What most folks want is the other way make old hardware see a flash drive as a floppy. There are two ways then to emulate floppies on embedded systems. One is to emulate the analog timing and motor step control. The other would be to replace the SMSC37C38 which is a register device that works similar to the way the poplar hx8257 LCD drivers work. In either case one is mapping the storage space by cylinder track head addresses. Where the fun begins is dealing with FAT12 non bit aligned FAT entries as well as sparse sectors which jump tracks, so one has to buffer the track and write things in Fat order rather than file order. Anyone want a SPI based Floppy interface for Arduino? I think I may have some interesting Retro hardware for my sadly neglected blog. The Floppy disk Shield :twisted:

At least with floppy disk emulation one does not have to worry about badCRCs and misaligned tracks.


None of this is new. Back in the early days of Hard drives and the Apple ][ computer there was a company called Corvus, which made Hard drives. When the Apple /// and the //e came out. They made a parallel port connected drive. My first hard drive was one of these. All of 18 megabytes. When it was connected to the Apple ][ Dos system it would look like a stack of floppy disks. Each with it's own drive letter. On the apple /// one could have the whole drive partitioned as apple had the 5MB 'profile drive' (later used on the Mac and Lisa) In my spare time I wrote the proDos driver. As usual by the time I got it to work, Corvus was bankrupt. I did use that 18MB drive on my Mac by converting it to SCSI. A lot of storage space for 1987. I upgraded the HDA a number of times keeping the old case, Till SCIS became obsolete. I do still have on black foam, the Apple ][ driver rom with it's glass window, wonder if the Apple ][ code is still programmed. My code is long lost unless it is somewhere on the stack of Apple //e floppy disk images stored on a CD rom somewhere in my backup drawer.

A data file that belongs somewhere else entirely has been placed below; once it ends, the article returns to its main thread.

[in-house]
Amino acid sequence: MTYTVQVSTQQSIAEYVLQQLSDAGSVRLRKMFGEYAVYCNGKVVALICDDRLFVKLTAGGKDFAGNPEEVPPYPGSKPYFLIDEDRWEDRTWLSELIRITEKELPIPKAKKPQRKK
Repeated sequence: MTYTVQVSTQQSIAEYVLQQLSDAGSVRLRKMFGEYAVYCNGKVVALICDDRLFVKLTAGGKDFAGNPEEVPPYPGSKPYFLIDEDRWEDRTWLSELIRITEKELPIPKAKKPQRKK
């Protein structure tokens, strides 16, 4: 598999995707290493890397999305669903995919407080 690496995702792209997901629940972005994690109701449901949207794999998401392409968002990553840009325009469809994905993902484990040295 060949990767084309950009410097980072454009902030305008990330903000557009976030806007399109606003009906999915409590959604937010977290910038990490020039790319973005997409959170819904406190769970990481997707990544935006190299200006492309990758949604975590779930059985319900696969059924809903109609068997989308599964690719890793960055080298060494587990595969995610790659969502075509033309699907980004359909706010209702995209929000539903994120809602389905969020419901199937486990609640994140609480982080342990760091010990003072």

User avatar
RogerClark
Posts: 6134
Joined: Mon Apr 27, 2015 10:36 am
Location: Melbourne, Australia
Contact:

Re: STM32 + Gotek floppy emulator

Post by RogerClark » Sat Mar 04, 2017 8:47 pm